I learned about runaway ramps located off steep inclines for trucks whose brakes were failing. I learned about the frequency of torn tires and the need for replacements. I also learned the silent ways that truckers communicate by blinking their lights once to tell a truck behind them to go ahead and pass, and blinking twice as a way to say thank you after getting in front, if you were the truck that did so.
When we went to truck stops, we always used North Carolina accents so we could blend in and converse without calling attention to ourselves. When we pulled into weigh stations along the freeways, we’d hear the universal request from the officials awaiting us, arms outstretched with a palm open toward the driver’s window, their words jumbled together as one: “drivuhzlicenserestrationlawoogbuuk!” (driver’s license, registration, log book.)
A trucker’s log book identifies the drivers, the truck owner, the type of truck and the commodities being shipped in its trailer. It also tracks the location and miles for every 15 minute interval of time, whether on or off duty, and throughout every 24 hour period. (This is because there are strict laws regulating how much time a trucker can drive between rests. A faulty log book can result in harsh fines and even prosecution.) After the officials checked the documents and found them to be okay, which was most of the time, Mark would drive onto the designated scale markers on the ground. Each axle would be weighed to ensure compliance with state law maximums and a red or green light would indicate whether we’d need to pull over for further inspection or were free to move on.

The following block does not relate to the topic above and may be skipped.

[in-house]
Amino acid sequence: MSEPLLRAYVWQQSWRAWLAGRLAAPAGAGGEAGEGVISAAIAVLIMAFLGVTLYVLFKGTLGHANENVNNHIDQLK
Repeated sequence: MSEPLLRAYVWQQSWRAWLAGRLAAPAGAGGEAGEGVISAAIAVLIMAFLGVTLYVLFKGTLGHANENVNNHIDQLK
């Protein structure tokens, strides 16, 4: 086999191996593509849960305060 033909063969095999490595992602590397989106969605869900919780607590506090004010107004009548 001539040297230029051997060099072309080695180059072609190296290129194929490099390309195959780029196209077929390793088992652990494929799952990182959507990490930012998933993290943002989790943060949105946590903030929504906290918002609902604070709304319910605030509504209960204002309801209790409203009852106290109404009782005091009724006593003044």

When Mark first started driving for Truckin’ Movers, they only owned small trucks, so we were accustomed to riding together on those long vinyl seats that ran across the cabs and rattled along with the truck engines. When he graduated to the 18-wheeler, it felt like we’d become freeway royalty, bouncing with soft air suspension above everyone, in big comfortable easy chair thrones. The first couple of times we rode in those trucks, we’d inevitably break into British accents, pretend waving as if on a parade, “greetings to the minions.” When I rode along with him on multi-day trips, we generally stayed in motels overnight, but when he was alone with the big rig, he’d park at the large truck stops and sleep in the sleeper section of the cab, occasionally awoken by truck stop prostitutes knocking on the cab door to see if he might need anything.